The seven-member threatened and endangered species committee soon must decide if they want to see the lesser prairie chicken added to the state's endangered species list.

While that won't be the final challenge, it's going to be an uphill struggle for that to happen.

Already, the ad hoc committee of lesser prairie chicken experts created to provide advice to the T&E committee voted 7-2 against putting the bird on the list. And there's no indication the groups that asked the Kansas Department of Wildlife and Parks to add the lesser prairie chicken to the list even attended any of the four public meetings recently conducted.

How much of a factor that will ultimately play is uncertain, but it's not something that escaped the notice of KDWP personnel, three of whom are on the T&E committee. Other members include Mark Eberle and Elmer Finck, both in the biological sciences department at Fort Hays State University.

Generally speaking, all four information meetings were lightly attended.

"The presentations were good," said Ed Miller, coordinator of KDWP's endangered species program, "but it would have been nice to have more people there."

With the meetings out of the way, the task will turn to the seven-member T&E committee, scheduled to meet Tuesday to craft its recommendation.

That recommendation will then go to KDWP Secretary Mike Hayden.

"I don't think he will make a recommendation until he bounces it off the commission," Miller said, referring to the Kansas Wildlife and Parks Commission, which would ultimately render a decision on listing -- if it goes that far.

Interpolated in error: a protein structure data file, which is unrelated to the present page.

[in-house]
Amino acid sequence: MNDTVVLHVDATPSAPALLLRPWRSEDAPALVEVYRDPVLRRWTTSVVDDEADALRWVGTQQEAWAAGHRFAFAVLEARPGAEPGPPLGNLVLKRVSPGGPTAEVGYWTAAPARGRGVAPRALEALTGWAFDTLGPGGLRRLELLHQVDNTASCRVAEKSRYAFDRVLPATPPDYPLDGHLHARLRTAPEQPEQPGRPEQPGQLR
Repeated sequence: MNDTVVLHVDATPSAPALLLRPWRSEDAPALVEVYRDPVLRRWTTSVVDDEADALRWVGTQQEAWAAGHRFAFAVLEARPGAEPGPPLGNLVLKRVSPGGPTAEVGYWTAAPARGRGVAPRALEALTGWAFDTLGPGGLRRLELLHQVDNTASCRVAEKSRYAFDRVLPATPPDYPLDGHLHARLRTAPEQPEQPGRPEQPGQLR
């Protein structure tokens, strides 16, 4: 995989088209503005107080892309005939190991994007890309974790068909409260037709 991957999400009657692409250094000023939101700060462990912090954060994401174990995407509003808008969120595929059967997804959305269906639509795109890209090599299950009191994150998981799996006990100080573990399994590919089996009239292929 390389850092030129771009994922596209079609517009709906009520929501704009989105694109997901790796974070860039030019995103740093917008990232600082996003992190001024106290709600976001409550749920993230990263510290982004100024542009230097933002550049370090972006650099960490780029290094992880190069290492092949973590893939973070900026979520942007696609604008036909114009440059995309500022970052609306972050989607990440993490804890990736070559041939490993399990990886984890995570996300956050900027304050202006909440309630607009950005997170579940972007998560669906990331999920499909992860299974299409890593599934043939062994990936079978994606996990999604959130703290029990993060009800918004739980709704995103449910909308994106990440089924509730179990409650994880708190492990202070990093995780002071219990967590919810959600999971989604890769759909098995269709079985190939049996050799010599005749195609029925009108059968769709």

The final decision on listing couldn't be done until after a 90-day comment period and a public hearing by the commission.

The committee's decision, Miller said, is simply a recommendation.

"We will look at scientific reasons," he said of what the committee will do. "He could have social-political reasons that he could consider."

The committee's task is difficult, Miller said, because there's plenty to consider.

The lesser prairie chicken is troubled, that much is certain, but Kansas is perhaps its greatest stronghold.

While the bird is found in five states, about half of them are in Kansas.

But even in Kansas, threats abound.

There's concern about the sheer number of acres of land that will be going out of the popular Conservation Reserve Program, which has been beneficial for the birds.

"There's not one solid trend on prairie chickens," Miller said.

There have been new leks form in the wake of development of CRP.

But the development of wind energy is troublesome because prairie chickens generally avoid tall structures.

How much effect wind farms might have on lesser prairie chickens is uncertain.

Even the experts are opposed to the addition of the lesser prairie chicken to the endangered species list.

"That's going to weigh pretty heavily on the outcome, I think," Miller said.

Members of that group suggested that efforts to help the bird are under way, he said, and should be allowed to play out. Another said landowners might be less cooperative in conservation efforts, fearing that listing might affect how they mange their land.

One didn't want the bird listed so that it would remain eligible for federal money as well as maintaining the tradition of hunting.